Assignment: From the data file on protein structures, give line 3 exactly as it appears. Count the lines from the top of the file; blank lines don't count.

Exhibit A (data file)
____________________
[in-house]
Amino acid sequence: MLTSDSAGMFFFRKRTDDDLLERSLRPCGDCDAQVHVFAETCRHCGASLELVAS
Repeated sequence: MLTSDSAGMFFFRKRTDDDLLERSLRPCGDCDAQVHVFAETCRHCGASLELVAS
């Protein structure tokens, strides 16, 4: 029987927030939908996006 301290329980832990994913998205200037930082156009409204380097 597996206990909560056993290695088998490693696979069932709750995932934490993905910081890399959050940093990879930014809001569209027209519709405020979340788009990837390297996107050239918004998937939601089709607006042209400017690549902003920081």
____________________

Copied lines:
Repeated sequence: MLTSDSAGMFFFRKRTDDDLLERSLRPCGDCDAQVHVFAETCRHCGASLELVAS